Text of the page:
Development and characterization of gallium arsenide-based antimony-containing dilute nitride grown by molecular beam epitaxy.
Date of Issue2008
School of Electrical and Electronic Engineering
The fast growing demand for internet bandwidth has spurred the need for low cost optoelectronic devices working at the optical communication window of 1.3-1.55um. The wavelength range is important due to the minimum laser attenuation windows in a silica optical fiber. However, the high cost of the incumbent InP-based optoelectronic devices has made optical network unfeasible compared to wireless/radio frequency networks, particularly for the "last mile" or fiber-to-premises applications. The emergence of dilute nitride compound semiconductors allows the growth of materials suitable for the 1.3um and 1.55um application on a cheaper and more robust GaAs substrate. In particular, the antimony-containing dilute nitride material system, GaAsSbN, has not been widely studied compared to GaNAs, GalnNAs, and GaInNAsSb. In this thesis, the growth of GaAsSbN lattice-matched to GaAs was conducted using a solid-source molecular beam epitaxy (SS-MBE) system in conjunction with a radio frequency (r.f.) plasma N source and Sb valved-cracker source. Studies on GaAsSb/GaNAs/GaAsSbN/GaAs structure revealed two important properties of GaAsSbN growth.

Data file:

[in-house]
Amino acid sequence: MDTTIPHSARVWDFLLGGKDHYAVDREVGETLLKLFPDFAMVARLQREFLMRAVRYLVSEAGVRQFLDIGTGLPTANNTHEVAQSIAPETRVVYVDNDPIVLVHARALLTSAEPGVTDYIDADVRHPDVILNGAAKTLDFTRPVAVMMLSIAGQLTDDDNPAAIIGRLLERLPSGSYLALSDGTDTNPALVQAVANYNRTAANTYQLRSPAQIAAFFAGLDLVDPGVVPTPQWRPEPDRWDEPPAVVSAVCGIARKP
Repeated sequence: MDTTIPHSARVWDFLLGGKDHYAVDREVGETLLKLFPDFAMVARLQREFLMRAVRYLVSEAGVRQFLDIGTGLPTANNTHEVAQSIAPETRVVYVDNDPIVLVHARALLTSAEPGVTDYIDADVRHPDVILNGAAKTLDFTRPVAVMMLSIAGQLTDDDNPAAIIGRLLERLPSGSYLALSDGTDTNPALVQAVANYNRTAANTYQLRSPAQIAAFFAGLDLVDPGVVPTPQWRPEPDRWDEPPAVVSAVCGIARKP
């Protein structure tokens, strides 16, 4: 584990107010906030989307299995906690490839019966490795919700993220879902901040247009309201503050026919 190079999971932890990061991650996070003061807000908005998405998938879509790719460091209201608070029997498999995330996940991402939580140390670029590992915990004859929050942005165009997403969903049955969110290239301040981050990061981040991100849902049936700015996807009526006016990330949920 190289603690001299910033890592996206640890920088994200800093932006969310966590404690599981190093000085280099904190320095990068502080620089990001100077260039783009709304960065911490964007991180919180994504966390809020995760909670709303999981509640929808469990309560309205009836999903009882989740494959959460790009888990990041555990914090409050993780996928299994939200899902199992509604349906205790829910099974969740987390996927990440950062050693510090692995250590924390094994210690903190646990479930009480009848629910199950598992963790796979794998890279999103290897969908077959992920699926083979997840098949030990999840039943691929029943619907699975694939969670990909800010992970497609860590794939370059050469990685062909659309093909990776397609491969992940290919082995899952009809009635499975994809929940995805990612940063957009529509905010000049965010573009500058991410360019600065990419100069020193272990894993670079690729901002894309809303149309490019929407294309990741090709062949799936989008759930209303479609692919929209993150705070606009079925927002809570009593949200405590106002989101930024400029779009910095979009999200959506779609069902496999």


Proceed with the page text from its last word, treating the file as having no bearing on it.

DRNTU::Engineering::Electrical and electronic engineering::Microelectronics